Yemeni Analysts to Asharq Al-Awsat: Sweden Agreement Stillborn
Yemeni analysts and officials described on Sunday a ceasefire deal struck in Stockholm last month as stillborn, saying the United Nations is shying away from announcing its failure.
“The Sweden agreement was stillborn,” information ministry undersecretary Abdul Baset al-Qaedi told Asharq Al-Awsat about the deal reached between the legitimate Yemeni government and Houthi insurgents in the city of Rimboon, on the outskirts of the Swedish capital, on December 13.
For his part, political researcher and writer Thabet Al Ahmadi said: “The Sweden talks failed before being launched.”
He told Asharq Al-Awsat that the first signs of failure appeared at the start of consultations, which considered the Houthi rebels as the legitimate government's counterparts.
The researcher criticized the agreement’s text, saying it could have different interpretations.
“Therefore, Houthis are capable of interpreting the deal in a way that meets their interests,” he said.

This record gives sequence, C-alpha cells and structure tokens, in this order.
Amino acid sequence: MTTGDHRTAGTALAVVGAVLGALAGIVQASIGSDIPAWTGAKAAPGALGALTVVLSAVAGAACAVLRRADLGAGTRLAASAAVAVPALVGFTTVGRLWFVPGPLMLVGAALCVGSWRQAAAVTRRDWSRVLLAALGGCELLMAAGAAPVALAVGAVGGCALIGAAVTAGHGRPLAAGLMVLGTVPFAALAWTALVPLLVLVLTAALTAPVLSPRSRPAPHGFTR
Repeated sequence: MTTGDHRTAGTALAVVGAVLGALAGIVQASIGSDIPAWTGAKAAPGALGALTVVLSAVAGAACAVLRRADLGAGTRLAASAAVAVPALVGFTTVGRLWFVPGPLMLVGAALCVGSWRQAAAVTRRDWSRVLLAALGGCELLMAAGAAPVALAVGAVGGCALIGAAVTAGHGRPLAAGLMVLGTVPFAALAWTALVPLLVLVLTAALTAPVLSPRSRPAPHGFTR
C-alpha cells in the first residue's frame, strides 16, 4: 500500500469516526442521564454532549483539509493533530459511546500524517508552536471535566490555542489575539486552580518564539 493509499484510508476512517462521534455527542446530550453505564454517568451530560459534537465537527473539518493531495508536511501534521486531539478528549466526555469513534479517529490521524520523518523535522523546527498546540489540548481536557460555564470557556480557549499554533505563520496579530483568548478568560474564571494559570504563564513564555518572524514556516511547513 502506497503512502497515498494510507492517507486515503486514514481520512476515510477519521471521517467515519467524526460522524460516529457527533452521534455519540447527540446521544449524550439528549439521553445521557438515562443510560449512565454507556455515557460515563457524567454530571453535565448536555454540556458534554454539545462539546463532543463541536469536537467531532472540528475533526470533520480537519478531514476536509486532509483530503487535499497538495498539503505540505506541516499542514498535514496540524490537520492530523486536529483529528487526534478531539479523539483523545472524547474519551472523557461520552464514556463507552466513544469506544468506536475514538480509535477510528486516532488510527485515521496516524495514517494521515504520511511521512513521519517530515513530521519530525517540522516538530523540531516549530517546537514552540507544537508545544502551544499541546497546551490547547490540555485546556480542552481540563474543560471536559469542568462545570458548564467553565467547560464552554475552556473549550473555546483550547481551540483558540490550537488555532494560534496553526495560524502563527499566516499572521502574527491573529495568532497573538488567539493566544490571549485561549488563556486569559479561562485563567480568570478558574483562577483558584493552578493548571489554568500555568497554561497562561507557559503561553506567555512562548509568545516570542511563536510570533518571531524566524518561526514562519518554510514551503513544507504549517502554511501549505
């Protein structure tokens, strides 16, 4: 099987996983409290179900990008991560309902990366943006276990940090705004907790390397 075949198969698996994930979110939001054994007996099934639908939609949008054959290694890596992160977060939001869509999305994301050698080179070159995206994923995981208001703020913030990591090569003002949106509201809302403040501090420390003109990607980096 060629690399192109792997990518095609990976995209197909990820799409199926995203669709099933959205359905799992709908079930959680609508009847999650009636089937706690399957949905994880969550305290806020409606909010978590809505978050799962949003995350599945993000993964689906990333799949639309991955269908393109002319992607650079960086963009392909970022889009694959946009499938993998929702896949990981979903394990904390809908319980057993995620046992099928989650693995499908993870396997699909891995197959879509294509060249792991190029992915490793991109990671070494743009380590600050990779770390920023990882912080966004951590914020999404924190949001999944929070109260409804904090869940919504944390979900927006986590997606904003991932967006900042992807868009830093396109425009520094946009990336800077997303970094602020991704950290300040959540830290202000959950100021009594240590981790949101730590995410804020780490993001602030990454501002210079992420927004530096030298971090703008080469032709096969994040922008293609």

Ahmadi said Houthis do not differentiate between an agreement and a dispute. He added that their military wing was operational in Yemen before, during and after the Sweden talks.
Commenting on threats by Houthi leaders to expel the UN monitoring team, headed by retired Dutch general Patrick Cammaert, out of Hodeidah province, Ahmadi said: “I am not surprised by such behavior. Houthis could sidestep any agreement.”
Author and political researcher Fares al-Bel also told Asharq Al-Awsat that the Sweden agreement has become obsolete.
However, “the UN does not want to announce it, despite being the sponsor and guarantor of the deal,” he said.
Bel said the developments in Yemen are evidence of the UN failure to solve the country’s crisis.
“The UN was unable to force Houthis to engage in the peace process,” he said.
The researcher called on the Yemeni government to take a firm position to end the confusion on the Sweden agreement.